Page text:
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Rep. Jim Sensenbrenner (R-Wis.) and Jim Jordan (R-Ohio) — the two highest-ranking Republican members on the House Antitrust committee — used their first few minutes during their opening statements at the hearing with Big Tech CEOs Thursday to call out tech companies for unproven allegations of political bias against conservatives.

Why it matters: Previous hearings with tech executives have devolved into partisan bickering over political bias, instead of focusing on serious issues. The hope was that this hearing, conducted by a specialized subcommittee, would be more substantive.

“Big tech is out to get conservatives,” Jordan said at the very beginning of his opening remarks.

  • Jordan then proceeded to get into a heated exchange with the Antitrust Subcommittee Chairman David Cicilline (D-R.I.), who tried to move the hearing along after Jordan's rant about political bias.
  • Rep. Sensenbrenner's opening remarks started out tempered, noting that "Being big is not inherently bad.” But he quickly pivoted to issues of bias.
  • "[R]eports that dissenting views, often conservative ones, are targeted or censored is seriously troubling. The power to influence debate carries with it remarkable responsibilities," he said.
  • Rep. Sensenbrenner later uses his first question to wrongly ask Facebook CEO Mark Zuckerberg why Facebook took action on Donald Trump Jr.’s account. "That happened on Twitter,” Zuckerberg replied.
  • Rep. Kelly Armstrong (R-ND), in his first line of questioning, referenced reports that by Google had warned The Federalist, a conservative website, about being demonetized for violating its rules.

Our thought bubble: Tech execs have recently gotten a free pass from being pressed on serious, substantive issues when they go to the Capitol because conservatives are obsessed with unproven allegations of political censorship.

Flashback: When tech executives testified in Congress last year, Senate conservatives did the same thing.

Go deeper

News about news dominates election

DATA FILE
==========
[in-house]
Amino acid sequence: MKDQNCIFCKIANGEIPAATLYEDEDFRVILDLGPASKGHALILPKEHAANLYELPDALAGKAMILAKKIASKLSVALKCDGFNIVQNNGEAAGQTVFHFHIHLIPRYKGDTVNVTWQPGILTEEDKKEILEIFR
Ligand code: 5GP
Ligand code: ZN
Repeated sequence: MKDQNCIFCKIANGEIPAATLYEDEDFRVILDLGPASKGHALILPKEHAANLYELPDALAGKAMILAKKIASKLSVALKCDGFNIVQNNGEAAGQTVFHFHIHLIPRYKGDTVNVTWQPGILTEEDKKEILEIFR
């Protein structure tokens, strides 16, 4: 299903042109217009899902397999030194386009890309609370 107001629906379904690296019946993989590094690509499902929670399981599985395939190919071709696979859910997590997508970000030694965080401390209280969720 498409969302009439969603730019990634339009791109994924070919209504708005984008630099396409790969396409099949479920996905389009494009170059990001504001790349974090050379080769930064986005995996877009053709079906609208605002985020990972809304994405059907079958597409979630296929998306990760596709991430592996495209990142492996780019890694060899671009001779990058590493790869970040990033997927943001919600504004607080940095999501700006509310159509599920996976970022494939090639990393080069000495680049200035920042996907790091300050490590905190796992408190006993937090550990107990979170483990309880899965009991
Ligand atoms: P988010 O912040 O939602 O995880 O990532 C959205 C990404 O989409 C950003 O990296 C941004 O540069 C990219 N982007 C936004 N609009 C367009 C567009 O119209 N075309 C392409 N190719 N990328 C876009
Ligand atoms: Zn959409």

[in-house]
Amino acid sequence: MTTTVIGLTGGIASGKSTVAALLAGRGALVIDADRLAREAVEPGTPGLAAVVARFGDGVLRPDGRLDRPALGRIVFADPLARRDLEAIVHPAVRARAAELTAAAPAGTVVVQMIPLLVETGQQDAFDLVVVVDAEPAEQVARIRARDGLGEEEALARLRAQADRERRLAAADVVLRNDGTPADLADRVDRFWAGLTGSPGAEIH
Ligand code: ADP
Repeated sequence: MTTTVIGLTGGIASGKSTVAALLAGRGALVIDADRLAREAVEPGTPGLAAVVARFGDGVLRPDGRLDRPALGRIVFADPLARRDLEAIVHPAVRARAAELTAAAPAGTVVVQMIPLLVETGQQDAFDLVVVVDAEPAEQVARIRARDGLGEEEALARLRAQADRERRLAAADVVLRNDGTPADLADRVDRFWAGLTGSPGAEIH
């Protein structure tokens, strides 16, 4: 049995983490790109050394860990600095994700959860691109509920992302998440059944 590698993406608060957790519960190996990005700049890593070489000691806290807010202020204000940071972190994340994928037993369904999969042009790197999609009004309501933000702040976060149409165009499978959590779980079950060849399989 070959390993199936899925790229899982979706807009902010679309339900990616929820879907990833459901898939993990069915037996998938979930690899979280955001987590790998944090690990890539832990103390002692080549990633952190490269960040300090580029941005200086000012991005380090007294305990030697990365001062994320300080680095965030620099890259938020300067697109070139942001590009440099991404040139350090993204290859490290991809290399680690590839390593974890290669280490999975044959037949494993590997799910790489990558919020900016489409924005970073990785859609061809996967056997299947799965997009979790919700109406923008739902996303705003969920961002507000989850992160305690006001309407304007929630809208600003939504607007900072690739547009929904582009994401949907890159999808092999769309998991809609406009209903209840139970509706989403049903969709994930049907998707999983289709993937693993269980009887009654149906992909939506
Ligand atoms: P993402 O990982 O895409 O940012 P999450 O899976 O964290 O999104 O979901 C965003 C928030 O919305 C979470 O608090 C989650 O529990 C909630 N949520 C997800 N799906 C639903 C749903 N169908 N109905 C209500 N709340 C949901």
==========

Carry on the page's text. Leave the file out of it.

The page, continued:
Illustration: Aïda Amer/Axios

The media and its gatekeepers have managed to make themselves a central story in the 2020 presidential election.

Why it matters: This is especially true on cable news, where mentions of terms like "misinformation" and "disinformation" have skyrocketed in the past few weeks, surpassing mentions of issues voters typically say they care about like "social security," "climate change," and "immigration."

Biden will reverse Trump's attempt to lift COVID-related travel restrictions

Photo: Tasos Katopodis via Getty

The incoming Biden administration will reverse President Trump's last-minute order to lift COVID-19 related travel restrictions, Jen Psaki, the incoming White House press secretary, tweeted.

Why it matters: President Trump ordered entry bans lifted for travelers from the U.K., Ireland, Brazil and much of Europe to go into effect Jan. 26, but the Biden administration will "strengthen public health measures around international travel in order to further mitigate the spread of COVID-19," Jen Psaki said. Biden will be inaugurated on Wednesday, Jan. 20 and Trump will no longer be president by the time the order is set to go into effect.

Dominion sends cease and desist letter to My Pillow CEO Mike Lindell

Photo: Stephen Maturen/Getty Images

Dominion Voting Systems on Monday sent a cease and desist letter to My Pillow CEO Mike Lindell over his spread of misinformation related to the 2020 election.

Why it matters: Trump and several of his allies have pushed false conspiracy theories about the company, leading Dominion to take legal action. It's suing pro-Trump lawyer Sidney Powell for defamation and $1.3 billion in damages, and a Dominion employee has sued Trump himself, OANN and Newsmax.